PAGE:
Working with Apples, Part 1
Last week I mentioned that I had built an iMac, and would be trying to use it as my “main machine”. And I said that I would describe my “learning curve”, and other “impressions. (For example, I mentioned that I didn’t like the keyboard one itsy-bitsy little bit.)
I have been using Windows PC’s since there was such a thing; and more recently, using Android phones and tablets. I haven’t used Apple products since roughly 1988, when I
dumped sold my Macintosh (512K).
First thing you notice about Apple products, I think, is — they are pretty.
Um.. “elegantly designed”, I think people prefer. And some have been evolution-ary.
But are they as “simple to use” – particularly for a Windows guy – as people say?
Generally speaking, here, I found my first week with the Mac to have a very shallow learning curve. Mainly, I had to “get used to” looking up when on Windows I’d look down, or visa versa. And learn where Menu items are placed.
And I had to “get used to” sticker shock. Jeeze does Apple gouge.
As I said above, I really hated the bluetooth (wireless) keyboard, and didn’t really care for the Apple mouse, either (years of right-clicking a 3-button mouse) so I went looking for replacements.
To lay the ‘baseline’ for what I’m talking about, the keyboard and the (gesture enabled) “magic mouse” shown in the picture retail for $70, each.
Yes. Each. $140. Plus tax.
Now, I know, some people will not think twice about paying $70 for a mouse, but I bought a very nice, non-Apple, wireless “multimedia” keyboard and laser (aka “optical”) mouse “desktop set” for less than $25. Including tax.
Or I could have bought a bluetooth keyboard for $20 (and up) and a bluetooth optical mouse for $12 (and up), but I really didn’t need to save the USB port, and wanted my “wireless desktop” set to be able to function with any machine, not just the bluetooth enabled. If I didn’t care about the cords, I could have saved even more. (A USB optical 3-button mouse can be had for $5)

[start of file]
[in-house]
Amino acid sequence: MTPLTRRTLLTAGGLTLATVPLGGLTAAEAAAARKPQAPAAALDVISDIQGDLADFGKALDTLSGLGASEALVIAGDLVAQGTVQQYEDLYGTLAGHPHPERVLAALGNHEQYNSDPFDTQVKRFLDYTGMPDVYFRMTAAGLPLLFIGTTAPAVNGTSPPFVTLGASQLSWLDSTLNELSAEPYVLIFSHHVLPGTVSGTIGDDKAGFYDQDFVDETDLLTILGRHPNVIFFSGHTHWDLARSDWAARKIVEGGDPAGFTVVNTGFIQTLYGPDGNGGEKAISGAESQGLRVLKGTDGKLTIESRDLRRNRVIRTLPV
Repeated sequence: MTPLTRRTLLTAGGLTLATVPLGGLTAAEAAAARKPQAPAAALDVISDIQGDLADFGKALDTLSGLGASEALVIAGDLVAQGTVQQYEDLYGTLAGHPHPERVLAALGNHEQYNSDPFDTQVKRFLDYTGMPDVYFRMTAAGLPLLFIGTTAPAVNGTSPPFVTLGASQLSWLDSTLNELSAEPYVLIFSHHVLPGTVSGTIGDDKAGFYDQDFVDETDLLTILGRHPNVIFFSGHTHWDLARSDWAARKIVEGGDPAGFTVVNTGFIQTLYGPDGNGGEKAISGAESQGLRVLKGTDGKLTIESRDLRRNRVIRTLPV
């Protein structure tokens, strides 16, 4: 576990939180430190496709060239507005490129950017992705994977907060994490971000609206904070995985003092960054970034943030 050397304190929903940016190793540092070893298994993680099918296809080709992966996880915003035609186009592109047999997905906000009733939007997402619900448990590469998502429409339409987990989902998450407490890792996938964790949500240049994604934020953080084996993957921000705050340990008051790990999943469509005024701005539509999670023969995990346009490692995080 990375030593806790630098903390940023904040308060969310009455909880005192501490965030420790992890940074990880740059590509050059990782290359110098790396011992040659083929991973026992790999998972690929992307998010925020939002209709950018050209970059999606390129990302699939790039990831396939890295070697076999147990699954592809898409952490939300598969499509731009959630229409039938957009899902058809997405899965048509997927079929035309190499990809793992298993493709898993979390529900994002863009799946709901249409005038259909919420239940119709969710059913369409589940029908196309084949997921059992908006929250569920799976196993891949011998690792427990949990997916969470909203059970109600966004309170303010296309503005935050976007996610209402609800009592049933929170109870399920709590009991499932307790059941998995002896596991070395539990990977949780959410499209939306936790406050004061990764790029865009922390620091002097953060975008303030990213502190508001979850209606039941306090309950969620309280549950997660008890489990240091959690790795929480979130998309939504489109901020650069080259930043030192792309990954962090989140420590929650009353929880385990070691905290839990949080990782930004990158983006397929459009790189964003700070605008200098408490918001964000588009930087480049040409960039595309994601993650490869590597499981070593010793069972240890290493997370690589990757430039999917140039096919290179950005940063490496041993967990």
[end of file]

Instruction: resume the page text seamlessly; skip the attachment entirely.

No. The cheapies I selected are not as “elegantly designed” as the Apple devices. But the near-600% markup I didn’t pay will help me get over that.
And to be fair, not everything Apple is marked up that much (300% seems the average). And at least in one area, I was very pleasantly impressed with Apple’s pricing. I built my unit from wrecks and parts, and the OS I had was OS X 10.5 “Leopard” (rather outdated). I ordered a OS X 10.6 “Snow Leopard” disc from the Apple store, after calling for some information. They shipped me the order for $20. And the person I spoke to spoke real English and was very helpful in answering my questions. (a full-install [not “upgrade” edition] disc of Windows 7 retails for $199.)
Yes, that’s right, OS upgrades are $20 each.
Another area where I think Apple really shines is when you are covered by “Apple Care” (or “warranty”), and need tech support. In my experiences with them, they are almost as knowledgeable, friendly, helpful and easy to understand as I am. I consider Apple’s Customer Support to be the Industry’s “gold standard”, and the other manufacturers could really do well by following their example.
However, if you are not still covered by Apple Care, prepare to be gouged, (Or, call me.) and D-I-Y’ers can expect outrageous parts prices. So if you own an Apple product, you probably want to purchase ‘extended’ Apple Care for as long as you can.
Sorry, out of time for today. Have a great Monday everyone.
Oh, yes. One more thing. On my iMac, the label on the disc faces you (when you put a CD [or DVD] in the slot).
Today’s quote: “Whenever science makes a discovery, the devil grabs it while the angels are debating the best way to use it.” ~ Alan Valentine
Copyright 2007-2013 © “Tech Paul” (Paul Eckstrom). All Rights Reserved.
All we really have, in the end, are our stories.
Make yours great ones. Ones to be proud of.
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